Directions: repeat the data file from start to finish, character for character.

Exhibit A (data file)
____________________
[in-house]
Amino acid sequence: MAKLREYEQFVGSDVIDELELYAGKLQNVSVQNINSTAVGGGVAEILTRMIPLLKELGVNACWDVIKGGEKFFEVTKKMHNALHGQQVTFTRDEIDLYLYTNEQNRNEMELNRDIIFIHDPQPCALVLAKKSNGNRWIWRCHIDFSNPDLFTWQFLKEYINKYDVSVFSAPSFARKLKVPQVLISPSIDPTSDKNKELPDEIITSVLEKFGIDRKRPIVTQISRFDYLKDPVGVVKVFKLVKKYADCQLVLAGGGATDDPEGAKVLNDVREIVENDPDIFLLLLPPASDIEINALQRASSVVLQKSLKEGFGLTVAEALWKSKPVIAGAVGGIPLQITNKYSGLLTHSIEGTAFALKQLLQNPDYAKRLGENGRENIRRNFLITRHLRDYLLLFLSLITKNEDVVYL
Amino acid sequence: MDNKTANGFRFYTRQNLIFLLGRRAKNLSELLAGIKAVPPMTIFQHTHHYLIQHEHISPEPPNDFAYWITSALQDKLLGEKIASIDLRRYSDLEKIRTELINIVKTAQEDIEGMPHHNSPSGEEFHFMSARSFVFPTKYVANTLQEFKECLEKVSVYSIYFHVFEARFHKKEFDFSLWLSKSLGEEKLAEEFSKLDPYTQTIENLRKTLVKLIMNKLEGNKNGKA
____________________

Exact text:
[in-house]
Amino acid sequence: MAKLREYEQFVGSDVIDELELYAGKLQNVSVQNINSTAVGGGVAEILTRMIPLLKELGVNACWDVIKGGEKFFEVTKKMHNALHGQQVTFTRDEIDLYLYTNEQNRNEMELNRDIIFIHDPQPCALVLAKKSNGNRWIWRCHIDFSNPDLFTWQFLKEYINKYDVSVFSAPSFARKLKVPQVLISPSIDPTSDKNKELPDEIITSVLEKFGIDRKRPIVTQISRFDYLKDPVGVVKVFKLVKKYADCQLVLAGGGATDDPEGAKVLNDVREIVENDPDIFLLLLPPASDIEINALQRASSVVLQKSLKEGFGLTVAEALWKSKPVIAGAVGGIPLQITNKYSGLLTHSIEGTAFALKQLLQNPDYAKRLGENGRENIRRNFLITRHLRDYLLLFLSLITKNEDVVYL
Amino acid sequence: MDNKTANGFRFYTRQNLIFLLGRRAKNLSELLAGIKAVPPMTIFQHTHHYLIQHEHISPEPPNDFAYWITSALQDKLLGEKIASIDLRRYSDLEKIRTELINIVKTAQEDIEGMPHHNSPSGEEFHFMSARSFVFPTKYVANTLQEFKECLEKVSVYSIYFHVFEARFHKKEFDFSLWLSKSLGEEKLAEEFSKLDPYTQTIENLRKTLVKLIMNKLEGNKNGKA